Things You'll Need
- Thick printer paper
- String elastic
- Hole punch
If you plan on attending a street fair or other medieval festival with your significant other in the near future, then dressing up as Shakespeare’s doomed young lovers might be a perfect costume idea for you. You might also like to create an unusual Halloween costume this October 31 using this costume theme. Either way, making your own Romeo and Juliet masks is a fun and simple project. Just follow the steps below to get it done.
Go to Google, switch to the "Image" search function, and search for “fine art portraits.” Since this is something for your personal use, and not something you intend to sell, you don’t have to worry about copyright. Or go directly to an online art gallery, such as the CGFA, and search.
Find a portrait of a young woman or girl who looks like she would be a good Juliet. The portrait needs to be facing directly forward. Right-click and save the image to your computer documents folder.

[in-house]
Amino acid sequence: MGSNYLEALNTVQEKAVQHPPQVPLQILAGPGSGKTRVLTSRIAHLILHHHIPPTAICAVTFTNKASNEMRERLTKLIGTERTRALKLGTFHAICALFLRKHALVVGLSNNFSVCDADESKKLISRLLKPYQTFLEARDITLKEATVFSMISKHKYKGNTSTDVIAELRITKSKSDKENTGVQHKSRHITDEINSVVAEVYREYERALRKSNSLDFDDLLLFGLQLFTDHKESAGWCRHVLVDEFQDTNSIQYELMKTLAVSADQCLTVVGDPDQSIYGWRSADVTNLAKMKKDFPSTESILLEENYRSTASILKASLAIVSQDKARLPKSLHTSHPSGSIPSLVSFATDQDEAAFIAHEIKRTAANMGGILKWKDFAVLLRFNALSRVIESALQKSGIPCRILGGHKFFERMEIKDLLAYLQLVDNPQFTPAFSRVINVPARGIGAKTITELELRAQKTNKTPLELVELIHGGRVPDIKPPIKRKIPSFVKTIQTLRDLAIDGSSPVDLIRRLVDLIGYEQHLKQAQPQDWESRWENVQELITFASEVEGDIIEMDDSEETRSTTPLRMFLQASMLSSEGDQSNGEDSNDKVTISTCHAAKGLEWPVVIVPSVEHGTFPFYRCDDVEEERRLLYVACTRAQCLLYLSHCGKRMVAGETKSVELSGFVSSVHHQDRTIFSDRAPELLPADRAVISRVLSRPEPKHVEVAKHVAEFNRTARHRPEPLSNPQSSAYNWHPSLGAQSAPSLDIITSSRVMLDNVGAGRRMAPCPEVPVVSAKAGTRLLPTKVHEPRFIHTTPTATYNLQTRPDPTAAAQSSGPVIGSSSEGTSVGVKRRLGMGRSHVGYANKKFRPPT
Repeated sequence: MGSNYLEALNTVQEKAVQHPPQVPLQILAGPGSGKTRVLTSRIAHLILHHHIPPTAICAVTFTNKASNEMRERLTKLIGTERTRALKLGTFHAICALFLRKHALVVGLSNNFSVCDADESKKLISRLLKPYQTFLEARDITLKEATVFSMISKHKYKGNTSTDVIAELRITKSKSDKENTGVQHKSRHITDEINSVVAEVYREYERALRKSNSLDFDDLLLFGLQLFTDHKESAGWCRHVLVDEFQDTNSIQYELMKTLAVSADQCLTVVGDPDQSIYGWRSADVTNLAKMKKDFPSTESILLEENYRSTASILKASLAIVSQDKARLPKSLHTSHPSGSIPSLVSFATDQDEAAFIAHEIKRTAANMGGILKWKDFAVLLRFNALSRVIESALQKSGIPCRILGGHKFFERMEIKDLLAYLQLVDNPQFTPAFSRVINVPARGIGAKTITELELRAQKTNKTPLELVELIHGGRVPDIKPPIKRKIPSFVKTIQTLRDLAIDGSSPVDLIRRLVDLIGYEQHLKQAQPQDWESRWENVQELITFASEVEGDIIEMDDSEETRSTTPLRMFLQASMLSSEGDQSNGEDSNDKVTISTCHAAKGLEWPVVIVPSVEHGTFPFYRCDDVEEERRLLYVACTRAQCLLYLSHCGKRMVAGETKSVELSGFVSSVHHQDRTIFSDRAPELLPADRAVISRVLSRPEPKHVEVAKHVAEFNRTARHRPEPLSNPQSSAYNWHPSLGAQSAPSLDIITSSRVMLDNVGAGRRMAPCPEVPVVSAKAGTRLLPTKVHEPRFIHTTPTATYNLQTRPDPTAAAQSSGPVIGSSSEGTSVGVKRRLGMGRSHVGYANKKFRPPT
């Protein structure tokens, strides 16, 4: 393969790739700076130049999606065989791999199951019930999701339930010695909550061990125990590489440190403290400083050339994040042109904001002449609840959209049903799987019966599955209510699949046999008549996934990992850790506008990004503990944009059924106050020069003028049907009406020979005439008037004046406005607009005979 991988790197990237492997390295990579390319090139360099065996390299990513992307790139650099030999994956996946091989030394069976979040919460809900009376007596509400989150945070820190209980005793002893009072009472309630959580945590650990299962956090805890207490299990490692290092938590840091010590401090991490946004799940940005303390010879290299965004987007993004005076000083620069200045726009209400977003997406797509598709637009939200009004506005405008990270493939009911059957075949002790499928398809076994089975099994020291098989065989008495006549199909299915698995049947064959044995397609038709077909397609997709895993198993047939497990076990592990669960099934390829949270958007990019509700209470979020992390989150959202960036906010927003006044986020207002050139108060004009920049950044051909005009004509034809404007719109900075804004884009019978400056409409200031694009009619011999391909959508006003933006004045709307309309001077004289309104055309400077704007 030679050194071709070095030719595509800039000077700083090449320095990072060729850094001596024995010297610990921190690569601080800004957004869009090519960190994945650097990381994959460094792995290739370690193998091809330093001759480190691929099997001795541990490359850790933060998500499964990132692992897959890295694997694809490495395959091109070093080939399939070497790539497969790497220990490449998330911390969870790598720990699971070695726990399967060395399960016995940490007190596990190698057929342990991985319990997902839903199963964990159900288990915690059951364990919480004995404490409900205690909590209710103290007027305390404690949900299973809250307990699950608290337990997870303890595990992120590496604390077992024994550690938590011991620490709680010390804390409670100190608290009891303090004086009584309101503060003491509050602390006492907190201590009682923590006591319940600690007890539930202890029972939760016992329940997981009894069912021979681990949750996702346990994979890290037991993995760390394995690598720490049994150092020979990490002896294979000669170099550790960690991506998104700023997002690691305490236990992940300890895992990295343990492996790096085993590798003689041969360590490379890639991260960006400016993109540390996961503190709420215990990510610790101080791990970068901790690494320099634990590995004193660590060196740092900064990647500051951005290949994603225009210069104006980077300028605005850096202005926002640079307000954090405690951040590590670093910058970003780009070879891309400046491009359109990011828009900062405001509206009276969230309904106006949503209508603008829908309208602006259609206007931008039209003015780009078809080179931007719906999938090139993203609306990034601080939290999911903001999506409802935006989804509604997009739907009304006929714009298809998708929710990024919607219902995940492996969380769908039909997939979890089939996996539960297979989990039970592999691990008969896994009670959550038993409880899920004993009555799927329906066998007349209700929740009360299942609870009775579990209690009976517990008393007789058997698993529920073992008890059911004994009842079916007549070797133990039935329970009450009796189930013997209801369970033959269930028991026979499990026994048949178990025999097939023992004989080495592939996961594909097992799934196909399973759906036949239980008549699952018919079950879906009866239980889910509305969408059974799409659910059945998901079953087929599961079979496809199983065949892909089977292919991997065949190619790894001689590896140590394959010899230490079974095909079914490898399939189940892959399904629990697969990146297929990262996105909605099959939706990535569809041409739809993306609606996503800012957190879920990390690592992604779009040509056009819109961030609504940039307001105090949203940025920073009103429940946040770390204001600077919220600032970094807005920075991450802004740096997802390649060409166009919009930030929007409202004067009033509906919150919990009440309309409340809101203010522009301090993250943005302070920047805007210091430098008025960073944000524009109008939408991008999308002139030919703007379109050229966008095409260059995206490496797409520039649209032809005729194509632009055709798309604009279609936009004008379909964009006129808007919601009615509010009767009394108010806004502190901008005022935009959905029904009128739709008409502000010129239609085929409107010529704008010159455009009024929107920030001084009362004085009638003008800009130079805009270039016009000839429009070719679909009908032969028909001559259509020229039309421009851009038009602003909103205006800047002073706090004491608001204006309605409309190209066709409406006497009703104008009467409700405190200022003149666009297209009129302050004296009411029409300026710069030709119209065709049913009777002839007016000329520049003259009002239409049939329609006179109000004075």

Use a ruler to measure the face of the person who will wear the mask. You want to know, in inches, the width and height of the face.
Open the image in Photoshop. Go to the "Tools" panel, and using the "Polygonal Selection" tool, select the face part of the image. Go to "Image," and select "Crop."
Go to "Image," and click "Image Size." Change the scale to inches, and change the height and width numbers to match those you got from the face. Then add 10 percent.
Print out the face. Now use a pair of scissors to cut it out from the surrounding paper. Also remember to cut out the eyes.
Use a small hole-punch to make two small holes on the sides. Run a piece of elastic string through these holes, tie a knot on the inside of each, and there you have it. A Juliet mask you can keep on by using the elastic string. Now just follow the same steps to produce the Romeo mask.
Daniel Ketchum holds a Bachelor of Arts from East Carolina University where he also attended graduate school. Later, he taught history and humanities. Ketchum is experienced in 2D and 3D graphic programs, including Photoshop, Poser and Hexagon and primarily writes on these topics. He is a contributor to sites like Renderosity and Animotions.